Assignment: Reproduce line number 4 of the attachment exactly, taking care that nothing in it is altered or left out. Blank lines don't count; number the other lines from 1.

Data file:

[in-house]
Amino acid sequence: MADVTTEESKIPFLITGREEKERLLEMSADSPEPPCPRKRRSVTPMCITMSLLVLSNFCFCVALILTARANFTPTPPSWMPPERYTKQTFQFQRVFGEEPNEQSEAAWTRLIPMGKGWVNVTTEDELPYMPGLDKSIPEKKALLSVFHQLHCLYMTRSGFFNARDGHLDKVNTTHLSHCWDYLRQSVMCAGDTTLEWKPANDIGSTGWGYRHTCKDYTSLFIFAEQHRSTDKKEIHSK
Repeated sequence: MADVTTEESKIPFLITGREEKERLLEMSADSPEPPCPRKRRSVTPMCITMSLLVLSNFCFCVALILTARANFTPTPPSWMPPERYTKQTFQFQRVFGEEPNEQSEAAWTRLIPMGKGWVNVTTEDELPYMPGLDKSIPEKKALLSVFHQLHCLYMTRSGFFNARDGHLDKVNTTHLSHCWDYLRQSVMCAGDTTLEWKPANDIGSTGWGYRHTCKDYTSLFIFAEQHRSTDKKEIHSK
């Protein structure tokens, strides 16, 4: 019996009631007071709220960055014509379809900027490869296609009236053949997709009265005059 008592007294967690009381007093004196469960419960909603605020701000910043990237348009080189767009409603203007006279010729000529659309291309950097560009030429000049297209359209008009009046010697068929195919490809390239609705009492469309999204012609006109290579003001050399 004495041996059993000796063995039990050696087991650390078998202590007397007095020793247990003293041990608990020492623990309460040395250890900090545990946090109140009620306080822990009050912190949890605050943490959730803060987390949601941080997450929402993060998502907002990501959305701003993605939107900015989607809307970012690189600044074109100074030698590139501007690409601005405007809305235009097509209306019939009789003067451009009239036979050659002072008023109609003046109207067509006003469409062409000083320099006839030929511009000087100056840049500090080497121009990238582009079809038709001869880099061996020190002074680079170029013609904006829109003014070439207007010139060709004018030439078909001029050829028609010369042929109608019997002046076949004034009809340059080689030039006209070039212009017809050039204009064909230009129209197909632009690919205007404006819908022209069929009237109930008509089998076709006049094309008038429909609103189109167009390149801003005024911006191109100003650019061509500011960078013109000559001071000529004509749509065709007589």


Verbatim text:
């Protein structure tokens, strides 16, 4: 019996009631007071709220960055014509379809900027490869296609009236053949997709009265005059 008592007294967690009381007093004196469960419960909603605020701000910043990237348009080189767009409603203007006279010729000529659309291309950097560009030429000049297209359209008009009046010697068929195919490809390239609705009492469309999204012609006109290579003001050399 004495041996059993000796063995039990050696087991650390078998202590007397007095020793247990003293041990608990020492623990309460040395250890900090545990946090109140009620306080822990009050912190949890605050943490959730803060987390949601941080997450929402993060998502907002990501959305701003993605939107900015989607809307970012690189600044074109100074030698590139501007690409601005405007809305235009097509209306019939009789003067451009009239036979050659002072008023109609003046109207067509006003469409062409000083320099006839030929511009000087100056840049500090080497121009990238582009079809038709001869880099061996020190002074680079170029013609904006829109003014070439207007010139060709004018030439078909001029050829028609010369042929109608019997002046076949004034009809340059080689030039006209070039212009017809050039204009064909230009129209197909632009690919205007404006819908022209069929009237109930008509089998076709006049094309008038429909609103189109167009390149801003005024911006191109100003650019061509500011960078013109000559001071000529004509749509065709007589």